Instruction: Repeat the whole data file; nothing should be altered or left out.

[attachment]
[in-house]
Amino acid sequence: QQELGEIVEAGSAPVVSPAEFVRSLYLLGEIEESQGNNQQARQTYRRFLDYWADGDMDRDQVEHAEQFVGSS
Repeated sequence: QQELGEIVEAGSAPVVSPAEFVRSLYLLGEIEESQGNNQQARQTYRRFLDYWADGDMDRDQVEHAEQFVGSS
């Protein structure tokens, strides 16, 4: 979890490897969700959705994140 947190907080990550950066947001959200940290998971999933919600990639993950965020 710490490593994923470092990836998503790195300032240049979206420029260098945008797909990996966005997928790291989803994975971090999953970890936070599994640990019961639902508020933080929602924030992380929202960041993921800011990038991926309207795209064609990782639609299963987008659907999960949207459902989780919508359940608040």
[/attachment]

[in-house]
Amino acid sequence: QQELGEIVEAGSAPVVSPAEFVRSLYLLGEIEESQGNNQQARQTYRRFLDYWADGDMDRDQVEHAEQFVGSS
Repeated sequence: QQELGEIVEAGSAPVVSPAEFVRSLYLLGEIEESQGNNQQARQTYRRFLDYWADGDMDRDQVEHAEQFVGSS
């Protein structure tokens, strides 16, 4: 979890490897969700959705994140 947190907080990550950066947001959200940290998971999933919600990639993950965020 710490490593994923470092990836998503790195300032240049979206420029260098945008797909990996966005997928790291989803994975971090999953970890936070599994640990019961639902508020933080929602924030992380929202960041993921800011990038991926309207795209064609990782639609299963987008659907999960949207459902989780919508359940608040």